Avatude - Blue light filtering glasses

Not all blue light is bad - some exposure is good for our health. 


Sunlight is the main source of blue light but there are also man-made sources. Fluorescent and LED lighting, flat-screen televisions, computers, smartphones and other digital devices all emit significant amounts of blue light. The amount of blue light from these devices is small compared to what comes from the sun. But the amount of time that people spend, with a these devices at close range, raises concerns about possible long-term effects of blue light over-exposure on eye health.

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We are mindful of potential long term health effects of prolonged exposure to blue light, and the short term disruptive effects blue light may have on our daily circadian rhythms. Blue light exposure is implicated in eye strain symptoms, dry eyes and can interfere with sleep patterns. We experience comfort and relief when it is filtered out. This is an easy step if you are already wearing glasses, but what if you don’t need personalized prescription lenses?

 Avatude are glasses with optical grade, blue light filtering lenses. These are going to prove popular for anyone spending long hours on screens, including children. Available in a variety of frame styles, sizes, powered and non prescription lenses – there is something for everyone.

Recycle Your Contact Lens Packaging - Leave It With Us

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Plastic bags and packaging are much talked about at the moment! So if you want to reduce your plastic waste this year remember we can recycle your contact lens packaging. These are small items but every little bit helps.

Most disposable contact lens blisters are classified #5/PP Plastic, a designation shared by a wide range of medical and food packaging. Save these and drop them in to us for recycling. 

The cartons and cardboard packing are recyclable paper and can go in your regular household collection. The small piece of foil topping is the only part of packaging which should be discarded. Remember used contact lenses themselves go in the bin - not down the sink. Just one more way we can help protect our environment.

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Does blurry distance vision mean you are short sighted?

Behavioural Optometrist Sally Adams shares Vision Therapy case notes. 

Paul, aged 8 years, came to see me because he could not read what his teacher had written on the board, and he was having headaches. His eye examination showed he was not short sighted, even though his  vision was blurry to the extent he would have failed the driving vision test, and his 3D vision was reduced.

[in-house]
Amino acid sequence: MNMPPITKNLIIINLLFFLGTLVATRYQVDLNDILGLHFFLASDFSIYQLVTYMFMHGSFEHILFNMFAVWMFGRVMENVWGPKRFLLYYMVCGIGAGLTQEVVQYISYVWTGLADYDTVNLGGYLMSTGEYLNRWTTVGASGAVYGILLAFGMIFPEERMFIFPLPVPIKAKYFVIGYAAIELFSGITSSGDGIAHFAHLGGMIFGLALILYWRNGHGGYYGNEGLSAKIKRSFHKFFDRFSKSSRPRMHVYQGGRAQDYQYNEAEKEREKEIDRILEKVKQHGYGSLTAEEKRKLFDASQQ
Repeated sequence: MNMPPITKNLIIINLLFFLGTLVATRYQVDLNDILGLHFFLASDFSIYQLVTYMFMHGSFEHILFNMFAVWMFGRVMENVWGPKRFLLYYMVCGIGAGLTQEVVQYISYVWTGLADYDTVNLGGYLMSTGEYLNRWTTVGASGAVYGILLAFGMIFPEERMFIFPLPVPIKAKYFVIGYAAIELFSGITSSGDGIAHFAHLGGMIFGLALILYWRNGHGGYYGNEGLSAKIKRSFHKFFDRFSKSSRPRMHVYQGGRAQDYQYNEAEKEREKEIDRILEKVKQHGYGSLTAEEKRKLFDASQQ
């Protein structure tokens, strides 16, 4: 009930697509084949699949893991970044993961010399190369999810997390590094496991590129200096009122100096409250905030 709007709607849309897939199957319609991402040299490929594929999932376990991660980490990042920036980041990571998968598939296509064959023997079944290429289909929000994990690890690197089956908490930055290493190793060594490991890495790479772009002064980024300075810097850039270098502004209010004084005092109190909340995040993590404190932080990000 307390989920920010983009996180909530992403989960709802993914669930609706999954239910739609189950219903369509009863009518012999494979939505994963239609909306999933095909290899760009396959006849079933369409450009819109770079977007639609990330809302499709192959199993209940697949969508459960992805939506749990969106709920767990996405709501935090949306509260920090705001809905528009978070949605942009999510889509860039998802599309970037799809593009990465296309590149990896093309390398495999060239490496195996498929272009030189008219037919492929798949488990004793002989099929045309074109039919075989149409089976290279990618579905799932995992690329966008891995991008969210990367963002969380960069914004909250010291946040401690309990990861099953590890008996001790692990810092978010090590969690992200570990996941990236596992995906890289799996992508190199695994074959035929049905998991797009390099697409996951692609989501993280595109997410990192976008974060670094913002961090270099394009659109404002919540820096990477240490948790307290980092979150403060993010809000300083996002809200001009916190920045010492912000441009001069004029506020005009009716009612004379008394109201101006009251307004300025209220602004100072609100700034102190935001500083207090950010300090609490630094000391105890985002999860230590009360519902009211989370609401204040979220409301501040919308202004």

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Paul’s focus was not flexing normally and his eye movements for reading were not smooth. So he was not focussed on where he was looking, making reading a struggle.

Vision therapy for Paul was two fold; he started using reading glasses to reduce focusing stress, combined with vision exercises to improve the flexibility and accuracy of his focusing and eye tracking system. Within only a few weeks Paul’s distance vision returned to better than 20/20, his 3D vision returned to normal, and his headaches had reduced.  The next step was to help him maintain this improvement so he would not suffer with the same problems again. He worked through 12 sessions of vision therapy with me for 30 minutes each week, while at home he completed 10 to 15 minutes of vision activities each day. With practice and commitment Paul’s vision system is automatically working efficiently which means he sees clearly and comfortably.


Names have been changed for privacy reasons.

How eye disorders may have influenced the work of famous painters

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Visual art invites us to view the world seen through the eyes of the artist or creator. This concept is very familiar to us with modern art, there is a role for interpretation. However a few hundred
years ago, the artists of the day were typically creating more real life images of their subject matter.

There is a long history of scientists and clinicians arguing particular artists were affected by vision disorders, based on signs in their works. Included is the hypothesis that leaders of the Impressionist movement were short- sighted, for instance, and that their blurry distance vision may explain their broad, impetuous style.

The fact that Claude Monet had cataracts is well documented and seen in the changing colours of his paintings. In other cases supporting evidence of such disorders and their influence on artworks is often speculative, and hampered by a lack of clinical records to support the diagnosis. There is still fun in speculating, did El Greco suffer from astigmatism? Perhaps Australian painter Clifton Pugh had a colour vision deficit?

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